Brussels (Brussels Morning) France’s President Emmanuel Macron has declared that now is not the time to push ahead with the national pension system reform, blaming the fifth wave of coronavirus infections for the delay, which will most likely mean the proposed reforms will not arrive until after next year’s presidential elections.
Macron’s plans to reform the country’s expensive and complicated pension system were a key part of his 2017 election platform, but they failed to get off the ground after encountering furious resistance from the unions, which led to a wave of protests and transport strikes, just before the first wave of the coronavirus pandemic reached France.
Macron delayed the implementation of reforms, but pledged on 12 July this year that his government would resume work on the pension system rework as soon as the coronavirus situation is considered under control. On Tuesday, he said things were worsening again, and announced another delay.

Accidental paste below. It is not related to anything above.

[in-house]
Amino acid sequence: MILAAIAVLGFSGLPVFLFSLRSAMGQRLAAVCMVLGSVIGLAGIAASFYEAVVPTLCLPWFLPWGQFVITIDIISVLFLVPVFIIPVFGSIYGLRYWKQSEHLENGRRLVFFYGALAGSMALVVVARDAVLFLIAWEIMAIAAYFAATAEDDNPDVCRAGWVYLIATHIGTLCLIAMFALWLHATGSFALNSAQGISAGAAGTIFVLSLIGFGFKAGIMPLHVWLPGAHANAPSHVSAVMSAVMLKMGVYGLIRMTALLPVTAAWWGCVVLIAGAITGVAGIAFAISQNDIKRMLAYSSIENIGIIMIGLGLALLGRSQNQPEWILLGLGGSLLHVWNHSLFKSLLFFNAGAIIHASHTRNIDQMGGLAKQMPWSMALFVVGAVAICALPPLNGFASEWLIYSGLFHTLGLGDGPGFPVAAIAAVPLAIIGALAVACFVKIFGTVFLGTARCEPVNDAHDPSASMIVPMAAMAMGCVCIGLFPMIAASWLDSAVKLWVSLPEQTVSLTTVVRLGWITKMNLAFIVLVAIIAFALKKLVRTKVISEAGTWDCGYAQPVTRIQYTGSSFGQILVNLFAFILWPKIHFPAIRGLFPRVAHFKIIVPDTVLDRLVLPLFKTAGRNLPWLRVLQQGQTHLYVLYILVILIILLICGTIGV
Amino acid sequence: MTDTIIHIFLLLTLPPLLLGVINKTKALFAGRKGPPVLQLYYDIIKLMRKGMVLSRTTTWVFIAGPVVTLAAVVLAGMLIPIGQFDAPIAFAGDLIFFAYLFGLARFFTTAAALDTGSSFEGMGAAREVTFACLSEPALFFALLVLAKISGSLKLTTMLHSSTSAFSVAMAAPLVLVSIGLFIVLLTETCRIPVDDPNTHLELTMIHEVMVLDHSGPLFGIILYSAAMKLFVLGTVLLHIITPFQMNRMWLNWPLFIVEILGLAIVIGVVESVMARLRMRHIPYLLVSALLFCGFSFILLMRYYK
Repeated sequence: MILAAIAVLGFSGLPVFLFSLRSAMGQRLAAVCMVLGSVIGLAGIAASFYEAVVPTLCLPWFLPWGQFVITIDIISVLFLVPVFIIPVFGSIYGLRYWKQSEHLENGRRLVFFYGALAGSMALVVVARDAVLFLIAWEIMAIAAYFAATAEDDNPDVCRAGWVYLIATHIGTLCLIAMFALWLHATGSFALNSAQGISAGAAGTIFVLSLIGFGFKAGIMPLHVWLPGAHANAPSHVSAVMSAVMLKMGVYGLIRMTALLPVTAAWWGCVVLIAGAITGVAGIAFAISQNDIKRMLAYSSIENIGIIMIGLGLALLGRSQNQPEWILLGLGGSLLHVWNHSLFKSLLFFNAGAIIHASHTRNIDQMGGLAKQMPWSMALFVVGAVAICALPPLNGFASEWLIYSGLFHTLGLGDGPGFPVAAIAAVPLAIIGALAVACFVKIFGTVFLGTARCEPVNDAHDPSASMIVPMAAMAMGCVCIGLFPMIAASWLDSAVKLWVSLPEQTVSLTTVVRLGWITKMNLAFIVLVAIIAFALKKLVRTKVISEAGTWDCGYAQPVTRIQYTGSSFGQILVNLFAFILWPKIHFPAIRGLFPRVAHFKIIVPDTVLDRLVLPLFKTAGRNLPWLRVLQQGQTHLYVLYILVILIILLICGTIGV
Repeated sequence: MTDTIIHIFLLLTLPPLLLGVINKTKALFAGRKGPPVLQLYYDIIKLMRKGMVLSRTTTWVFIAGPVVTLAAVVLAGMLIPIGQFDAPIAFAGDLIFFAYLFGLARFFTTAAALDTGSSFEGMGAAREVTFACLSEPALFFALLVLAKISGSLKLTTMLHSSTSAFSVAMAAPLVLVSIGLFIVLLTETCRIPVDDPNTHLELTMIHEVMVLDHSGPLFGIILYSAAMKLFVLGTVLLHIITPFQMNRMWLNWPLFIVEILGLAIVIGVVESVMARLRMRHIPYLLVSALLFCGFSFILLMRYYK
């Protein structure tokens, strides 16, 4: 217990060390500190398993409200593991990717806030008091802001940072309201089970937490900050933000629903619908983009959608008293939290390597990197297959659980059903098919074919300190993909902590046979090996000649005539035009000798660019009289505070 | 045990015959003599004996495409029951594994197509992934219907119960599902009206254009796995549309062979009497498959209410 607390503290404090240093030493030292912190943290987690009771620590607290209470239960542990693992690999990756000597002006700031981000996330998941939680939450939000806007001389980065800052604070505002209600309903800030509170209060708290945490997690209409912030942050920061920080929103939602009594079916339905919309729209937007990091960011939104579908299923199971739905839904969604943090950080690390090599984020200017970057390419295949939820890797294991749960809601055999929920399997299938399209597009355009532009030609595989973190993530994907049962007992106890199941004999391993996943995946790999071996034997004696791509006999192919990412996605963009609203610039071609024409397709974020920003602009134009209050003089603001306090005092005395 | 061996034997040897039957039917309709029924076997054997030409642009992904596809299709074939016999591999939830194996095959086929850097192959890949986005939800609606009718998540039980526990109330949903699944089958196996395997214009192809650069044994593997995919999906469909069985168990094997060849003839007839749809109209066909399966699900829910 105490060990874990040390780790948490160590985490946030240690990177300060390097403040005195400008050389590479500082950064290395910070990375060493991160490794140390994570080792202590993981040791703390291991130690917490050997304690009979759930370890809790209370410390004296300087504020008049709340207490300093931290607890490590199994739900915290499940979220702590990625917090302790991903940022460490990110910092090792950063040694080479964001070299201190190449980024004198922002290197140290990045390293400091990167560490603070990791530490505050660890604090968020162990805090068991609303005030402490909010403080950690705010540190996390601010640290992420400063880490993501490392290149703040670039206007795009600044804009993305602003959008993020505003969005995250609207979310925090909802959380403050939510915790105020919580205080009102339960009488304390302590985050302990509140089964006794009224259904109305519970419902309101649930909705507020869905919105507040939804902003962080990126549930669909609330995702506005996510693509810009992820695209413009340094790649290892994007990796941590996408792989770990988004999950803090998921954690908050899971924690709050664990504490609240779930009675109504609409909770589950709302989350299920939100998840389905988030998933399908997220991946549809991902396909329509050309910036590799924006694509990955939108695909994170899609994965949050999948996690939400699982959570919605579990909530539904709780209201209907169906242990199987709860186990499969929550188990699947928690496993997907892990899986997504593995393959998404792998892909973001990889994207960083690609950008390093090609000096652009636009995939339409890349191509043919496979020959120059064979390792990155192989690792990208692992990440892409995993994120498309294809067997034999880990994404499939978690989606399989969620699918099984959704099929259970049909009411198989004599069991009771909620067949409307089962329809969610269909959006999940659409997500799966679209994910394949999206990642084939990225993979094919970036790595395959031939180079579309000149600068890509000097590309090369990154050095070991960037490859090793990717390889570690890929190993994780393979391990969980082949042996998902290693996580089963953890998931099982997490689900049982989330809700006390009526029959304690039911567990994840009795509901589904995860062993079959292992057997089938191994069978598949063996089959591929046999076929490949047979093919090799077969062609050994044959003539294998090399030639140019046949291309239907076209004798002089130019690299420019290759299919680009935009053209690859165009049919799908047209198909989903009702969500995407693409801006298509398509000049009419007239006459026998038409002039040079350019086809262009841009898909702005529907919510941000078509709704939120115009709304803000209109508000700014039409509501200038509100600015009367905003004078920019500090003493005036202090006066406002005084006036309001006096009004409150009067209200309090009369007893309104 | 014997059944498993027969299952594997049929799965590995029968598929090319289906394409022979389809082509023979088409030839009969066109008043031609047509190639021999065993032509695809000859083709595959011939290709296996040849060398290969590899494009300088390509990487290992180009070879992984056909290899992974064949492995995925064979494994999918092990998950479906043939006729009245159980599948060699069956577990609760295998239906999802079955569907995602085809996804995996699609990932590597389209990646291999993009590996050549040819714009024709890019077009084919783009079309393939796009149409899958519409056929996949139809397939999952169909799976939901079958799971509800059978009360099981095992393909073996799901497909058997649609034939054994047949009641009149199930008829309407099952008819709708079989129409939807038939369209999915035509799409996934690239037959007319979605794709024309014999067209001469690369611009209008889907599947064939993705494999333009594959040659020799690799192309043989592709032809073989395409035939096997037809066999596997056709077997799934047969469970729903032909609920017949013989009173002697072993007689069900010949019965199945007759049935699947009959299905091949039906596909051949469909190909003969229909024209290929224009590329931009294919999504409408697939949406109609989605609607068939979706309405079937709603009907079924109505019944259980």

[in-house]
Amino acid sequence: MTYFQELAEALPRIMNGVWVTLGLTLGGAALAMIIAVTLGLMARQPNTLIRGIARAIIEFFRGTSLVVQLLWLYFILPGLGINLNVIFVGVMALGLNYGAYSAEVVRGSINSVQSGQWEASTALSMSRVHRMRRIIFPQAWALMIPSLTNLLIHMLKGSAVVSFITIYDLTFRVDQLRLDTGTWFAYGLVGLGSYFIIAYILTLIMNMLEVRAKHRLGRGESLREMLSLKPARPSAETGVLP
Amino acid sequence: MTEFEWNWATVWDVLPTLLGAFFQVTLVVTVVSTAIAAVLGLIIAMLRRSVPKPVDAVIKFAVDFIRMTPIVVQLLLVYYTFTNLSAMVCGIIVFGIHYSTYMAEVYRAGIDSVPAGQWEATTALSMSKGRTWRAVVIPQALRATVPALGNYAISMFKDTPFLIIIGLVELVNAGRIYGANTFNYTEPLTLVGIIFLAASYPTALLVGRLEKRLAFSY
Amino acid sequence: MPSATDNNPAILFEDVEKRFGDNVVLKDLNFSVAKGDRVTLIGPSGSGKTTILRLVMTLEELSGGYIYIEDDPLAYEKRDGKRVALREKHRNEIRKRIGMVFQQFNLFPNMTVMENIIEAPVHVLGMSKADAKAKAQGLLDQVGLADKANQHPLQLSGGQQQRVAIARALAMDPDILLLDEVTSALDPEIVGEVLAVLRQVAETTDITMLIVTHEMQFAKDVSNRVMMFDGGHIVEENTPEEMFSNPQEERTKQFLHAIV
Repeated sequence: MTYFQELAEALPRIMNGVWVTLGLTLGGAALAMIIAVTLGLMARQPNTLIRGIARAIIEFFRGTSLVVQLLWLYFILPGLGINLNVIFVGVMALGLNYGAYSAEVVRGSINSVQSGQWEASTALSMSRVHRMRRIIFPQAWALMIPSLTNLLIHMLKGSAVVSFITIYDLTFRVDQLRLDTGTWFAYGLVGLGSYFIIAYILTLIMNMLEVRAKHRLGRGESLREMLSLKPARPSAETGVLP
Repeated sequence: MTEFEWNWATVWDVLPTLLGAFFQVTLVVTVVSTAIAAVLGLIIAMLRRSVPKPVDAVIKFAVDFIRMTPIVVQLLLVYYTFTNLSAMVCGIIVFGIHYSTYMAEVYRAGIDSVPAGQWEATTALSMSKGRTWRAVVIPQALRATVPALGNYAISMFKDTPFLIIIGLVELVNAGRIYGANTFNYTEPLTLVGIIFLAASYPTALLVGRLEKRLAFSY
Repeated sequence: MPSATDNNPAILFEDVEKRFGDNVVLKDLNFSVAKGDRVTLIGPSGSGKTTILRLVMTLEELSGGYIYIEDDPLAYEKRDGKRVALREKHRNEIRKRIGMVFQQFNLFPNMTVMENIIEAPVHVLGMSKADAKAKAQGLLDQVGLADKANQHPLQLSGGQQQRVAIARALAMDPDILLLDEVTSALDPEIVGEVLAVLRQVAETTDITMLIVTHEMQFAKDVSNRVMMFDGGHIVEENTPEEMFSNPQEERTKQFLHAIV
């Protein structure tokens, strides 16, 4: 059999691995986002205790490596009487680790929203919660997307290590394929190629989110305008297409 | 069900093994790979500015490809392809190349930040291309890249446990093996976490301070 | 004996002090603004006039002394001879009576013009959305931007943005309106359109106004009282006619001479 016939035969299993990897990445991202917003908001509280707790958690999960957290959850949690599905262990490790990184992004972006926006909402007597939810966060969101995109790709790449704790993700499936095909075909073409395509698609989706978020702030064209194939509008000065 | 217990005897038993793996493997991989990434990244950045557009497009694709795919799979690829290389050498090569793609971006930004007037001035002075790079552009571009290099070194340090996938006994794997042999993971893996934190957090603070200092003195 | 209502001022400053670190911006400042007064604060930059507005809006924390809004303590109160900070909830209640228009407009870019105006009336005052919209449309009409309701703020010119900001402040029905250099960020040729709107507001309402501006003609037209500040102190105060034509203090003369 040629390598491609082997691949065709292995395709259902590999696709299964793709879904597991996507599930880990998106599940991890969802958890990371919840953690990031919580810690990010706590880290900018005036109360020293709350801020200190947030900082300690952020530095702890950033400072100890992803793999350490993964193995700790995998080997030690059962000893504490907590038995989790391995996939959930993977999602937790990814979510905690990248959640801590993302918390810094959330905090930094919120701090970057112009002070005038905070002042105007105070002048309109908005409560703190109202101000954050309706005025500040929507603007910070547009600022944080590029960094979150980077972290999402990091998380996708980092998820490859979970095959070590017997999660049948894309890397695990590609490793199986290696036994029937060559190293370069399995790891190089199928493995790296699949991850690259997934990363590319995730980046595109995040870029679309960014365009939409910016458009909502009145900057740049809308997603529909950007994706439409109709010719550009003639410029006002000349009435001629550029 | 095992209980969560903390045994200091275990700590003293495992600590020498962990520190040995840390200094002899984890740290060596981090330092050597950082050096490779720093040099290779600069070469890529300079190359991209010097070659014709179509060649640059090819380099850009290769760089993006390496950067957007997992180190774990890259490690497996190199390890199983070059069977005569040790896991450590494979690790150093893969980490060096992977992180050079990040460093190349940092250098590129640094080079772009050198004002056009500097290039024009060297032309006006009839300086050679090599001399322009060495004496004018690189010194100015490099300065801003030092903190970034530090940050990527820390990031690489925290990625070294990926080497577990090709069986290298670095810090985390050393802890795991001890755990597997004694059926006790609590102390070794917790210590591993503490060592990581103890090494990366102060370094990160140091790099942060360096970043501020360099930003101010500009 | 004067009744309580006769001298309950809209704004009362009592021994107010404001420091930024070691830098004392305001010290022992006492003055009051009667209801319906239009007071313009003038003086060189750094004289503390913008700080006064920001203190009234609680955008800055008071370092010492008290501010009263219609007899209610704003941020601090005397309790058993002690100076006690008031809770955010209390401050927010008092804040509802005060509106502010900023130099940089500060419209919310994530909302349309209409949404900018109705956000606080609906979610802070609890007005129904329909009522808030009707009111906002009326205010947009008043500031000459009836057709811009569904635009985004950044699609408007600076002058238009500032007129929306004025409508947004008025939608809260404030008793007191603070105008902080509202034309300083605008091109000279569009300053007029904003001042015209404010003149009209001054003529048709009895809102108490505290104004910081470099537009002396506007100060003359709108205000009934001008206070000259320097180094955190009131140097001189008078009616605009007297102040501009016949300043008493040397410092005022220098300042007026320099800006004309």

“The conditions are not in place to re-launch this major project today… we will need to make clear decisions regarding the reform of the pension system from 2022 onwards”, he said.
While he has not yet officially announced that he plans to run for re-election, Macron’s critics continually accuse him of already running an election campaign, from his plans to reform the police, also now held up until after the election, to the latest delay of the pension system reform, which could likely hurt his ratings ahead of the spring elections next year.
Macron is currently ahead in the polls, and is also polling favourably against most possible second-round match-ups. He is all but guaranteed to enter the second round, where he would most likely face a far-right candidate, either anti-immigrant pundit Eric Zemmour, or the National Rally leader Marine Le Pen. Current polls have him beating both candidates, as well as the centre-right Republicans’ most likely candidate, Hauts-de-France regional leader, Xavier Bertrand.